It’s an old favorite for a reason! Corrugated cardboard is considered highly sustainable because it can be made from up to 100% recycled paper, and has the potential for a relatively long life – in fact, corrugated cardboard boxes can be recycled up to 25 times before being composted or thrown away.
An added bonus? Corrugated cardboard is incredibly sturdy and lightweight, making it ideal for tertiary packaging during shipping.
Our biodegradable pack for Jameson, which carries a bottle of the whiskey and two tumblers was manufactured from kraft paper, recycled pulp, and soy ink. This pack illustrates a sustainable alternative to standard luxury packs. Designed as a carry case, it’s ideal for festivals and garden parties.
There’s no such thing as a perfect eco-friendly pack. However, pack styles that can be reused by the consumer are always going to score highly for sustainability.
If you can prevent a pack from being immediately disposed of once the goods are removed – whether into recycling, landfill, or the compost heap – this will reduce the need for further manufacturing.
Recently, H&M released this recycled paper bag which, with some simple folding, can be transformed into a clothes hanger. Other examples of pack styles that could be reused include:
Another way to ensure that a pack won’t end up in the garbage is to give it an alternative, secondary function. This tactic is becoming increasingly popular within the luxury sector, where there is a greater demand for premium materials that can be harder to recycle.
A fantastic example of a pack with a secondary use is the case we manufactured for the KITH x Estée Lauder Generational Beauty Kit. Remove the inner fitment that holds the makeup, and the container can be repurposed as a chic clutch purse.
SIOC is packaging of products that can be shipped without an overbox and pass ISTA 6 certification. In other words, the products can be shipped safely to the customer without added effort from fulfillment center staff.
The benefits include:
One of the biggest concerns for brands is that sustainable packaging comes with an inflated price tag.
It’s true that the development and manufacture of eco-friendly materials, and the move to more ethical and eco-friendly processes, can be expensive – and sometimes in surprising ways. As set out in this article by The Guardian, the use of recycled plastics was once cheaper than using virgin plastic, but now the opposite is true.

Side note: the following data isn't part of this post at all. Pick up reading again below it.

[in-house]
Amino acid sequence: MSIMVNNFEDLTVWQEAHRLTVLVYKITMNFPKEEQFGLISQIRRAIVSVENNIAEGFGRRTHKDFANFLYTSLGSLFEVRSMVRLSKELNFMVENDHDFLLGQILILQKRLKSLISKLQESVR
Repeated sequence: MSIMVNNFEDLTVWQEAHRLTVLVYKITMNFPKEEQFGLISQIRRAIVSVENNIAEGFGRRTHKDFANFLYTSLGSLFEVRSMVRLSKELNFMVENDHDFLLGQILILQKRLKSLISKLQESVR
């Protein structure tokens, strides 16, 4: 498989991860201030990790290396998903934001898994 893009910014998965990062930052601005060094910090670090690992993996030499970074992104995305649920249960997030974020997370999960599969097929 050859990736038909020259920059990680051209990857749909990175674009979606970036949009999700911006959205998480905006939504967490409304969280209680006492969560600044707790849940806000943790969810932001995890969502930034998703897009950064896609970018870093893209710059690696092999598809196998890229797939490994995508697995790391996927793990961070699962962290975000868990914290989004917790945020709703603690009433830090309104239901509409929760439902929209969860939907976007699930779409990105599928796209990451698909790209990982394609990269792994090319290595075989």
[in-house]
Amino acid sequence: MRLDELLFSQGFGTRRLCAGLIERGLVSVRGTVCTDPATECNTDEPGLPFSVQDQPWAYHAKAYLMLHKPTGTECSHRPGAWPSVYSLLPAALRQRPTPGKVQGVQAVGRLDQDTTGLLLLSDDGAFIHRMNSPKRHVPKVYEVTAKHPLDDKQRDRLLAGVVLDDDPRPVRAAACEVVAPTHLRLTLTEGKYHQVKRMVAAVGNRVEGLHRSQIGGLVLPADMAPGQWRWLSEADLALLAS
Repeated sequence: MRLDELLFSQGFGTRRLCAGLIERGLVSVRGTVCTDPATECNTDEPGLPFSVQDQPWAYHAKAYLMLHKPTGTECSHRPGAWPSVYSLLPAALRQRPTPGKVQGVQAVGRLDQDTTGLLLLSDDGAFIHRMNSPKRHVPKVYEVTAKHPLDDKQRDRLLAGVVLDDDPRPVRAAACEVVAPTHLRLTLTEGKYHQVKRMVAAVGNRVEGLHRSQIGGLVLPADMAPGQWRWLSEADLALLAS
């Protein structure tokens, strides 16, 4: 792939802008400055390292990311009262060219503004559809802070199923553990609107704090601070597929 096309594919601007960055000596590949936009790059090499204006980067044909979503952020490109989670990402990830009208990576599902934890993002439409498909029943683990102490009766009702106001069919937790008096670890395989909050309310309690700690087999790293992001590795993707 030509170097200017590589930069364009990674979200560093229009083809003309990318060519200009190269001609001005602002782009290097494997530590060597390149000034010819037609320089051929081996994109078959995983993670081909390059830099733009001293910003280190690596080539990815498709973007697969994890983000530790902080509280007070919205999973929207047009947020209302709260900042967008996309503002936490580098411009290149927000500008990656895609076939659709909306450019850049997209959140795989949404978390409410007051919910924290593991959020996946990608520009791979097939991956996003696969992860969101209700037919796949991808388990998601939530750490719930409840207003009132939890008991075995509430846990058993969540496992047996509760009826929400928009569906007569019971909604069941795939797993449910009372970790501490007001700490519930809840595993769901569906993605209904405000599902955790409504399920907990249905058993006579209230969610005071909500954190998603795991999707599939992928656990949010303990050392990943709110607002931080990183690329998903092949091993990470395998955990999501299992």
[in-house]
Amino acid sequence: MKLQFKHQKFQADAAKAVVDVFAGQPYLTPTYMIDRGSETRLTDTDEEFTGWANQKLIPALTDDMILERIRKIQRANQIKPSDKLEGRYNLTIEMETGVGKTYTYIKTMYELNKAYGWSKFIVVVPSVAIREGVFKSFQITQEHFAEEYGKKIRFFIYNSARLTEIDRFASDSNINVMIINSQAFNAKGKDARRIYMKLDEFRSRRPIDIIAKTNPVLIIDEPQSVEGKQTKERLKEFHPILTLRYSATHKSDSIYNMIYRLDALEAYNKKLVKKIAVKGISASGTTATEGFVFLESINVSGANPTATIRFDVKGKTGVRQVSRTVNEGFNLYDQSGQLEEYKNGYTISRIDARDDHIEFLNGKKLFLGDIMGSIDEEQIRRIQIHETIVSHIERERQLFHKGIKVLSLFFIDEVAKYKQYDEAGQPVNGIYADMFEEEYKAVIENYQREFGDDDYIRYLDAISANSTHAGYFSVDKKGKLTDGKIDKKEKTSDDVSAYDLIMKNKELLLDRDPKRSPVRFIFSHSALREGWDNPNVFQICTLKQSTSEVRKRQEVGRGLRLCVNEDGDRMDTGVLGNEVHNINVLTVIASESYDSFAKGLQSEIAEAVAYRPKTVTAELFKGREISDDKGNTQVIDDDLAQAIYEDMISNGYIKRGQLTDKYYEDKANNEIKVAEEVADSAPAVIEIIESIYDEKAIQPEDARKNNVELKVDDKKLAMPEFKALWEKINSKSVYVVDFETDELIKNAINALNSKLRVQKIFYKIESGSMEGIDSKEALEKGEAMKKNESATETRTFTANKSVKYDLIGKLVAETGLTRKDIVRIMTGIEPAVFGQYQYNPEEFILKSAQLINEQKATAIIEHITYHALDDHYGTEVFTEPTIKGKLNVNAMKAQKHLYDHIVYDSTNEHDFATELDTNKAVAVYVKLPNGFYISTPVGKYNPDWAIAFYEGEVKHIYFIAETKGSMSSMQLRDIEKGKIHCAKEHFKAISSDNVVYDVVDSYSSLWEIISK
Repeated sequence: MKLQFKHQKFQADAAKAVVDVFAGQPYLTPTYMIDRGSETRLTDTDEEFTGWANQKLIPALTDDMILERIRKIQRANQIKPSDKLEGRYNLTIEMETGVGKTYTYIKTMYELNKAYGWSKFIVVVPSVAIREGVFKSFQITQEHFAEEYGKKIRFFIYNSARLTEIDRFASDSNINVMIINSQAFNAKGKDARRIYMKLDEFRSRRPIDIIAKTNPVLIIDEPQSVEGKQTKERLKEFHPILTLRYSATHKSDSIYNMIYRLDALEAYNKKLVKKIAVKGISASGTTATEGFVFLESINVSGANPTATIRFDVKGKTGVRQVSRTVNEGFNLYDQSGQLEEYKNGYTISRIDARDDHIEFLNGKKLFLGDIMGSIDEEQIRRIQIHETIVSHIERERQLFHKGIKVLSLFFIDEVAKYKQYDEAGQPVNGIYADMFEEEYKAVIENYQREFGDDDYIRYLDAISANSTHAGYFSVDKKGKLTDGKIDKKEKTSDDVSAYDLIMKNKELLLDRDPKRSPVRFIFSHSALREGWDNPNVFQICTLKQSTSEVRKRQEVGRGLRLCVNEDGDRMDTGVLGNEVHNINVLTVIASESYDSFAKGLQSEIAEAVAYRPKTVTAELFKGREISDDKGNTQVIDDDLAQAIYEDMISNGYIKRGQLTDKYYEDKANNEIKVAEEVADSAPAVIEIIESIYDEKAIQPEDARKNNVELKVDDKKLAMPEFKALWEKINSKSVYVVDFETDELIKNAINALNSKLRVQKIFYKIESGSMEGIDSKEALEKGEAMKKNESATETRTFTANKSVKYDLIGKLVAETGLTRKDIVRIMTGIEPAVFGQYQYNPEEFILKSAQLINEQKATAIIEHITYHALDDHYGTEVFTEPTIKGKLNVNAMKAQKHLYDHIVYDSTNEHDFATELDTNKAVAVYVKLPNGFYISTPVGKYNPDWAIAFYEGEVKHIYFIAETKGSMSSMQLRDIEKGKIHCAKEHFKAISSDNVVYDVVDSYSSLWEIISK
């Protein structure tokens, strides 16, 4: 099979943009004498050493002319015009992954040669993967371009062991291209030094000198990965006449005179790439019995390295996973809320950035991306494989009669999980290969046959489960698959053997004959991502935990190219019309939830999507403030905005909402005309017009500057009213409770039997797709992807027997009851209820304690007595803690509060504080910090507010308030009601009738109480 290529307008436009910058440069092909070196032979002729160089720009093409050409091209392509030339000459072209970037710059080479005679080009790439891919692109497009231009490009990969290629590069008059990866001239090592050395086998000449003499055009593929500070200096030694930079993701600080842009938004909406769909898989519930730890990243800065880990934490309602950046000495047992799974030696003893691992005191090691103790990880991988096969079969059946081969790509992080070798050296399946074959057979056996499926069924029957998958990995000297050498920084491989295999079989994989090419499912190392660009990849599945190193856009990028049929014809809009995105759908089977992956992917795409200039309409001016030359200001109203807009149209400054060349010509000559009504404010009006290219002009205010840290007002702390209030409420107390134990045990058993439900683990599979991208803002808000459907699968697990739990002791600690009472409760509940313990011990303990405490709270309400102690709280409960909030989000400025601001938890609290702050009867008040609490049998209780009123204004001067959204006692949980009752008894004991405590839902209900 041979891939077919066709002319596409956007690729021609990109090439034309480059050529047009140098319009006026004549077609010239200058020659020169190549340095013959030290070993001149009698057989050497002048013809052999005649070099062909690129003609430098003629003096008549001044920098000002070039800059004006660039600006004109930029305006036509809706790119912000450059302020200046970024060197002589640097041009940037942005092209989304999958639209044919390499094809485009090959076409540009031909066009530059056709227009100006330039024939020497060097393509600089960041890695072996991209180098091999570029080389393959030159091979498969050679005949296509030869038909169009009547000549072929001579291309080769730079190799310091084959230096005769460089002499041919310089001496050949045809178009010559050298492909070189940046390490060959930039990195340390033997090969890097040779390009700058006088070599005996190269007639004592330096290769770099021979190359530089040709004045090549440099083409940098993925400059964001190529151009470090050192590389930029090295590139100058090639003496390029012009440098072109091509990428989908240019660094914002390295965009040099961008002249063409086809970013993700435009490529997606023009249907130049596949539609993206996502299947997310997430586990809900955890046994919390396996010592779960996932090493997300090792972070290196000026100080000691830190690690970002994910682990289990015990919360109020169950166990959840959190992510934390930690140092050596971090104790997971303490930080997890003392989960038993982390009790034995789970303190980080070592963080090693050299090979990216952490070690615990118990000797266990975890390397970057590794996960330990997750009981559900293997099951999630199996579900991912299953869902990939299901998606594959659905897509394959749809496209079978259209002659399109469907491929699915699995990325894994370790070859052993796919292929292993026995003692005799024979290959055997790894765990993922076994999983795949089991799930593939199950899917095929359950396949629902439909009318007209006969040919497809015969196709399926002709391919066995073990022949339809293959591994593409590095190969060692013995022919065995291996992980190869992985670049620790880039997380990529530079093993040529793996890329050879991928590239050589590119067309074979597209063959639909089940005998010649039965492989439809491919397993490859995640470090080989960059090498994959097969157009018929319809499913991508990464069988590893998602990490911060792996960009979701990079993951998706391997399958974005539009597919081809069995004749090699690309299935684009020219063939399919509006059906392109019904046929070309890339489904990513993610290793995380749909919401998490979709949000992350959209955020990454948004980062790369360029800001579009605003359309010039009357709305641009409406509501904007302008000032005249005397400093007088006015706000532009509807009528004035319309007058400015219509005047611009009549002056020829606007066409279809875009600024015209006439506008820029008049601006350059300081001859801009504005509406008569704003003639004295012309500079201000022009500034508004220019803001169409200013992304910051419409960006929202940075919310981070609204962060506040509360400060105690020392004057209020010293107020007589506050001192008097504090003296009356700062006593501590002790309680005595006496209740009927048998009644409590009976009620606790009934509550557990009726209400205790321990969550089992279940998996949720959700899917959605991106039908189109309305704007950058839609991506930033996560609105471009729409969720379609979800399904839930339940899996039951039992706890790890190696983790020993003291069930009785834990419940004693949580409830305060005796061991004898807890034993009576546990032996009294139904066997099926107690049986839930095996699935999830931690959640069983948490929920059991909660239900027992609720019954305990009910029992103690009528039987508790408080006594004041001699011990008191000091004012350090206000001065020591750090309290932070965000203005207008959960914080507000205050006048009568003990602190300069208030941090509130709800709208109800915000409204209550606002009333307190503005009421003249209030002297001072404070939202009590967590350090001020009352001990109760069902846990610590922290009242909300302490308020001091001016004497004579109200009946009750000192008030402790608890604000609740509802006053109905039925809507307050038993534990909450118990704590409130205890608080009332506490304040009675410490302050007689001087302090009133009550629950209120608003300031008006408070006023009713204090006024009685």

However, there are ways to offset heightened costs elsewhere in the supply chain .As an example, money can be saved by opting for lightweight and simplified pack styles, which weigh less and take up less room in storage and during transit.
It’s also worth bearing in mind that the technology surrounding sustainable packaging is becoming more sophisticated every day. As eco-friendly materials become more readily available, and as it becomes the norm for brands to offer sustainable packaging, costs will naturally go down.
Remember, according to that McKinsey survey, most consumers would happily pay more for sustainable packaging. With that in mind, brands that make the switch shouldn’t be afraid to publicize this fact and make sure that their eco-friendly messaging gets through to consumers.
Our company started life in 2007 as Green Packaging Asia. Over a decade on we’ve expanded across the globe, and started a variety of subsidiary companies that manage specific sectors, including luxury spirits & cosmetics.
Despite our rapid expansion, we’ve never lost sight of our green roots, and today we remain as committed as ever to manufacturing packaging in line with our sustainability goals.
We work with a range of sustainable materials including recycled papers, sugarcane bagasse, and bamboo. We’ve even developed our own eco-friendly material, GreenBlister. This is a trapped blister package made from recycled (and recyclable) paperboard and plastic.
When it comes to plastics, we have an in-depth understanding of the different varieties available and how they can be used and recycled. After years working in the industry, we understand that it’s not realistic to eliminate plastics from our packaging – instead, we put our energy into sustainable forms of plastic, such as cosmetic-grade recycled PET and biodegradable plastics.
If you’d like to learn more about what we can offer, get in touch today and request a sample.
You can also discover our capabilities by taking a look at some of the packs in our portfolio.